A boy wounded by gunfire from Israeli troops, a bombed Palestinian police station and youths peering over the body of a man assasinated by the Israeli Defense Forces were among the slides presented by Henry Herskovitz yesterday about his mission to the West Bank.
Herskovitz, who is Jewish, traveled in December to the Balata refugee camp in the city of Nablus as an activist for the International Solidarity Movement. The ISM is a Palestinain-led coalition that advocates non-violent resistence to the Israeli occupation of the West Bank and the Gaza Strip by sending members to the occupied territories.
“I went to Palestine to find out more information about the occupation, and to actually live with the people suffering from the occupation,” Herskovitz said. “Very few stories are told in this country about the non-violent resistance to occupation.”
Herskovitz stated that under U.N. Resolution 242, Israel is required to withdraw from all the occupied territories.
Speaking to an audience of students and community residents, Hertzgovitz commented on photographs taken during his two-and-a-half-week stay with a Palestinian resident of Nablus. He emphasized the daily frustration of dealing with Israeli troops, check points and tanks.
“The truth is a casualty, it seems, when you travel to Israel and Palestine,” he said. “We try to keep a presence 24 hours in the house so the soldiers don’t come and demolish the home.”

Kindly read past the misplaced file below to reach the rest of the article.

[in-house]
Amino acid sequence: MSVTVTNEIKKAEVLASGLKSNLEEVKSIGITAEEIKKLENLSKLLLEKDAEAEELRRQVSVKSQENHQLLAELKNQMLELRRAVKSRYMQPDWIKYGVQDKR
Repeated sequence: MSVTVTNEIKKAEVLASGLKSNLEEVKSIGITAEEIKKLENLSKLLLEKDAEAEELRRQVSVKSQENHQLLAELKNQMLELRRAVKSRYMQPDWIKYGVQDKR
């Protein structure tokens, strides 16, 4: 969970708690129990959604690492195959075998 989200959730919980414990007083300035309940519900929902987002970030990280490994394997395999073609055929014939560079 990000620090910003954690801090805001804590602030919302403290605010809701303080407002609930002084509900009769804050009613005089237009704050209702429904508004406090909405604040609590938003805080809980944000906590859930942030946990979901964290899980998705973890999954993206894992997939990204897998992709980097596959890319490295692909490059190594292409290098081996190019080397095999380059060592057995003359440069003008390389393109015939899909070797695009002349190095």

One of Herskovitz’s slides showed him playing with a Palestinian boy at a checkpoint guarded by Israeli tanks. In another photo, long lines of people are guided through checkpoints flanked by troops.
“‘Look into your heart and tell me if this is the correct way to treat people,'” Herskovitz said he asked a soldier. “‘You process them, and you won’t let them get on with their daily lives.'”
Between slides, Herskovitz stressed the peaceful nature of ISM’s protests.
“Ninety-nine percent of resistance is passive,” he said, referring to resistance movements in general, “like helping children get to school.”
But Herskovitz added that while he is against Israeli occuptation, he strives not to point fingers at those who do not agree with his views.
“There are good Jews, there are bad Jews, there are good Palestinians, there are bad Palestinians,” he said. “People who come with peace will be welcome in Palestine.”
Herskovitz is an Ann Arbor resident and a University alum. He serves on the Middle East Taskforce of the city’s Interfaith Council for Peace and Justice, and the Ann Arbor Area Committee for Peace. His lecture and slide show was held at Hutchins Hall in the Law Quad.